- Bank Statement (no more than 3 months old), or
- Benefit Statement (no more than 3 months old)
Any queries with any of the above please phone 01733 207218 or email us at Daniel.Witherington@peterborough.gov.uk
Once we have received all of the above identification information, we can order your new card.
Once you receive the card, please follow the instructions which will accompany it to activate the card and set up your online account.
If you have any standing orders or direct debits set up on your current prepaid card you will need to create these again on your new Allpay card, we cannot do this for you.
Once your new card is on its way to you, we will cancel your existing card and transfer all the remaining funds over to your new Allpay card for you.
Before you use the card, please check your new online account to see if the funds have been transferred.
We will have staff working additional hours to get this transfer completed as soon as possible after we request your new card, but please be patient.
Once you see your funds transferred over, your transition is complete and you can continue to use your card as usual.
If you need any additional help with the setting up of your new online account or activating your card you can get in touch with Allpay themselves as we now have the use of their contact centre to help you.
Their contact number is: 0330 135 9515 or you can e-mail email@example.com
Individual Service Funds (ISFs)
What are ISFs?
ISFs were formally introduced in the Care Act 2014, as an option for commissioning self- directed support.
The Care Act guidance states (s11.30 Care Act Guidance):
“There are three main ways in which a personal budget can be deployed:
- as a managed account held by the local authority with support provided in line with the persons wishes
- as a direct payment
- as a managed account held by a third party (often called an individual service fund or ISF) with support provided in line with the persons wishes”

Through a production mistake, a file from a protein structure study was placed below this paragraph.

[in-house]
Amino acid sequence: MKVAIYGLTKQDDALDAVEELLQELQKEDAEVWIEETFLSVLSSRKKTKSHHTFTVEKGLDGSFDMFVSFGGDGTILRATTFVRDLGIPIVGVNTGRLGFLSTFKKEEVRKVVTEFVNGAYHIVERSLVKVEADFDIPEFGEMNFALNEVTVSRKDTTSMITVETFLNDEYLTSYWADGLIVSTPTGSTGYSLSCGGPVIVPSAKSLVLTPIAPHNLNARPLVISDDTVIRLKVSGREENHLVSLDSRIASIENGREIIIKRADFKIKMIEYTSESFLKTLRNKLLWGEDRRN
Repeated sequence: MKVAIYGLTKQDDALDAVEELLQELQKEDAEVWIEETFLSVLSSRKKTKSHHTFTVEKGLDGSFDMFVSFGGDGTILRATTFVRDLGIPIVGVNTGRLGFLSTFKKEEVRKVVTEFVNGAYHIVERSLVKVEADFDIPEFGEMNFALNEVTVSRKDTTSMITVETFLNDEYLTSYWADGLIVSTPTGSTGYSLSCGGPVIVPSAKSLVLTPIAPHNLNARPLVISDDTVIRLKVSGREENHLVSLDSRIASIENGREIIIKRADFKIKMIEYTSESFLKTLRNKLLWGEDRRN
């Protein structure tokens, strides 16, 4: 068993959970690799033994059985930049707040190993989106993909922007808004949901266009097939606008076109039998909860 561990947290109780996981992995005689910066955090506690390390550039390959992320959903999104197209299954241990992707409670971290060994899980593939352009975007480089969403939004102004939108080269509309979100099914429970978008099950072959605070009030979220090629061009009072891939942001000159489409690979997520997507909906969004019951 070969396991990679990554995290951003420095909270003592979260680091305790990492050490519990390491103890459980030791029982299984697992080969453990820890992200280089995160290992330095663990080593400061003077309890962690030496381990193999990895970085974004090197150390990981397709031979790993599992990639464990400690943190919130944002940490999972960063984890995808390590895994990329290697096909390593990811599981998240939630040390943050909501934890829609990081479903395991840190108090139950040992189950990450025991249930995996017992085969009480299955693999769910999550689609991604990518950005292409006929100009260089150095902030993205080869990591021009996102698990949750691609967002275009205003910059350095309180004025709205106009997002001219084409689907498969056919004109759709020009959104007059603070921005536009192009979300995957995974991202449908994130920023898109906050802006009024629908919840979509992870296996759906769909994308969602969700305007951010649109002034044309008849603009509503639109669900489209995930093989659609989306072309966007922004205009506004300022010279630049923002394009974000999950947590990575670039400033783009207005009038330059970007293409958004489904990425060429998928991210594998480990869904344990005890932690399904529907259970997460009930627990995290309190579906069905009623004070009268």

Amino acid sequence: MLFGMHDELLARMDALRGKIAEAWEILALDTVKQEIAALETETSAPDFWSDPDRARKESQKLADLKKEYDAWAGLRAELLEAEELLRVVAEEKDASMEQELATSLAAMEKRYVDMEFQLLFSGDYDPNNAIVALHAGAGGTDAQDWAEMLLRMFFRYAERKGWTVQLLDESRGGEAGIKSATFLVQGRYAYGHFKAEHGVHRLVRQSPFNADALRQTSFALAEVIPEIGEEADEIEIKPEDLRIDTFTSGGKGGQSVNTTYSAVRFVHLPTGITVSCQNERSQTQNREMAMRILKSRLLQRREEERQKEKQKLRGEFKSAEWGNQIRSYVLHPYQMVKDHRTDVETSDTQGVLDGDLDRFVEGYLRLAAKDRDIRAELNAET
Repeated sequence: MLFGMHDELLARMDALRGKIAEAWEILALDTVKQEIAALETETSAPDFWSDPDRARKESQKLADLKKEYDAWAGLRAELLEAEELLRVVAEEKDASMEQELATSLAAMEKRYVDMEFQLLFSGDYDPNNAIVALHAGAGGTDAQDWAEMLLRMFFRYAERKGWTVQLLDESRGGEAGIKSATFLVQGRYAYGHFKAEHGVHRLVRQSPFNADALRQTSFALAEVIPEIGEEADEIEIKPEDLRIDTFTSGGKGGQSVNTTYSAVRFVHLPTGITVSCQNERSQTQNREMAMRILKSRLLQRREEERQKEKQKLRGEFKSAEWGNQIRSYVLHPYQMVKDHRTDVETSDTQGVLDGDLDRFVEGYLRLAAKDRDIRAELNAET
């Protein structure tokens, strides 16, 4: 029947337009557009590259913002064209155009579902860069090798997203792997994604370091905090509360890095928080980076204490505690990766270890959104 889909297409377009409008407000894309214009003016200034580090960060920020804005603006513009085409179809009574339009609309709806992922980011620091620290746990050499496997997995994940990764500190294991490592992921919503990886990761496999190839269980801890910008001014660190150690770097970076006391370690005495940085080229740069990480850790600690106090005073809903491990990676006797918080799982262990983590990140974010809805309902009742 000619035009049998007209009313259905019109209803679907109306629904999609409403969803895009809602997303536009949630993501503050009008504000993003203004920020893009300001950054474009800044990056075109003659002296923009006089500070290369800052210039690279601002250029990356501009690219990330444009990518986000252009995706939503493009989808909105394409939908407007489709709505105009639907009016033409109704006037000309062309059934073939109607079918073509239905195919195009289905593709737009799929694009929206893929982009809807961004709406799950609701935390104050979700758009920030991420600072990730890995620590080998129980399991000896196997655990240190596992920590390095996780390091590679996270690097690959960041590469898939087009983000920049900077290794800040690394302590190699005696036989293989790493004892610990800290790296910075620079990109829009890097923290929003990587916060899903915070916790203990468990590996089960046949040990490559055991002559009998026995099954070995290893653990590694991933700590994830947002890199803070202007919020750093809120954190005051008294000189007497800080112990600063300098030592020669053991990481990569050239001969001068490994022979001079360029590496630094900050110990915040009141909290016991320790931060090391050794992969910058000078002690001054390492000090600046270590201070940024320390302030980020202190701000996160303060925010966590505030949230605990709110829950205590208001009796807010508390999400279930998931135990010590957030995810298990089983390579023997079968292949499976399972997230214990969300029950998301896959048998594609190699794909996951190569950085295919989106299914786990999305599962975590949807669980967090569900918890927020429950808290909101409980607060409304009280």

- Direct payments have high levels of choice and control, and high levels of responsibility
- Local Authority managed services can have lower levels of choice and control for the individual. Cambridgeshire County Council will have most ongoing management responsibilities
- ISFs provide a middle option for choice and control
How ISFs work
Your social worker will inform you if this option is available to you.
If ISFs are an option for you, a suitable organisation will be asked to manage your personal budget on your behalf. Your family, advocate or carer could also help you. You would work with the organisation to plan support services and activities to help achieve the outcomes identified in your care and support plan.
ISFs can be used for a range of different purchases as long as they demonstrate that they are achieving positive outcomes for you. The services and activities must help meet your assessed needs.
The organisation managing your ISF can:
- provide services for you, if it offers these
- commission other providers or buy sessional support. For example massage therapy, swimming lessons or yoga classes
- purchase and maintain equipment such as assistive technology (where this is not already available through the local authority or NHS)
- co-ordinate and support if you choose to pool and share your financial resources and support with other individuals
Case study - Trudy
Trudy is a confident 63 year old with learning difficulties. She moved from a residential care home, to a supported living setting with an ISF. Support staff help Trudy to be more independent. They have provided Trudy with a personal alarm, and a medication dispenser, and help her to prepare her own food.
With a simple colour coded grid, Trudy chooses how to spend her budget each week. She decided that she didn’t want to go to day services any more. She is now more active in the community and she has taken on an allotment. She has also found a volunteer to help her at a local stables. By changing the support colours on her grid, Trudy makes her own decisions on her life and independence.
Personal Health Budgets
What is a personal health budget?
A personal health budget is an amount of money to support your health and wellbeing needs, which is planned and agreed between you (or someone who represents you), and your local NHS team. You can find out more about personal health budgets on NHS.Uk website.